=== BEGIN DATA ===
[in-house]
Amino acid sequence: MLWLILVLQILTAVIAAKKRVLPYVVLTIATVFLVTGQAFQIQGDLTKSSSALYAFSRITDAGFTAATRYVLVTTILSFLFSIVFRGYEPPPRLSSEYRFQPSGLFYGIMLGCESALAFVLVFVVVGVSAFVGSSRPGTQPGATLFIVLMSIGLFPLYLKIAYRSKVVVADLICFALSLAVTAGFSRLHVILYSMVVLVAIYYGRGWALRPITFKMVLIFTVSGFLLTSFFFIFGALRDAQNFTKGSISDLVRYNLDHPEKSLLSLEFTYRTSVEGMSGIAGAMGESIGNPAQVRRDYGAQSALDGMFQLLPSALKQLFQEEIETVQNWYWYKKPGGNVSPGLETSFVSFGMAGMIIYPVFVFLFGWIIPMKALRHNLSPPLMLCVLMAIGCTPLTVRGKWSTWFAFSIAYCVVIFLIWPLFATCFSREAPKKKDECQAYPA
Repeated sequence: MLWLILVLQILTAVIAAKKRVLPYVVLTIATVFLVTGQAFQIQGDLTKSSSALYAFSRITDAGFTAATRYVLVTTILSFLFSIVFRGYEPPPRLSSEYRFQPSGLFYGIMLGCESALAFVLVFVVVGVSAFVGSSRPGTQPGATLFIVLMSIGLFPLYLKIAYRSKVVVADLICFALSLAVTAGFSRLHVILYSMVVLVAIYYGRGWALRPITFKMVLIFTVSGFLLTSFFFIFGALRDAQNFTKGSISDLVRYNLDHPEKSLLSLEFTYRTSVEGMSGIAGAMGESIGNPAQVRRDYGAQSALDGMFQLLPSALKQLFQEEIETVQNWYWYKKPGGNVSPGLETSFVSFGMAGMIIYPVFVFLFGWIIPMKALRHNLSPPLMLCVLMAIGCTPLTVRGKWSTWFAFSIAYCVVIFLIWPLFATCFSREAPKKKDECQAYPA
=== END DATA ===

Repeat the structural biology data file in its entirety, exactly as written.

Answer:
[in-house]
Amino acid sequence: MLWLILVLQILTAVIAAKKRVLPYVVLTIATVFLVTGQAFQIQGDLTKSSSALYAFSRITDAGFTAATRYVLVTTILSFLFSIVFRGYEPPPRLSSEYRFQPSGLFYGIMLGCESALAFVLVFVVVGVSAFVGSSRPGTQPGATLFIVLMSIGLFPLYLKIAYRSKVVVADLICFALSLAVTAGFSRLHVILYSMVVLVAIYYGRGWALRPITFKMVLIFTVSGFLLTSFFFIFGALRDAQNFTKGSISDLVRYNLDHPEKSLLSLEFTYRTSVEGMSGIAGAMGESIGNPAQVRRDYGAQSALDGMFQLLPSALKQLFQEEIETVQNWYWYKKPGGNVSPGLETSFVSFGMAGMIIYPVFVFLFGWIIPMKALRHNLSPPLMLCVLMAIGCTPLTVRGKWSTWFAFSIAYCVVIFLIWPLFATCFSREAPKKKDECQAYPA
Repeated sequence: MLWLILVLQILTAVIAAKKRVLPYVVLTIATVFLVTGQAFQIQGDLTKSSSALYAFSRITDAGFTAATRYVLVTTILSFLFSIVFRGYEPPPRLSSEYRFQPSGLFYGIMLGCESALAFVLVFVVVGVSAFVGSSRPGTQPGATLFIVLMSIGLFPLYLKIAYRSKVVVADLICFALSLAVTAGFSRLHVILYSMVVLVAIYYGRGWALRPITFKMVLIFTVSGFLLTSFFFIFGALRDAQNFTKGSISDLVRYNLDHPEKSLLSLEFTYRTSVEGMSGIAGAMGESIGNPAQVRRDYGAQSALDGMFQLLPSALKQLFQEEIETVQNWYWYKKPGGNVSPGLETSFVSFGMAGMIIYPVFVFLFGWIIPMKALRHNLSPPLMLCVLMAIGCTPLTVRGKWSTWFAFSIAYCVVIFLIWPLFATCFSREAPKKKDECQAYPA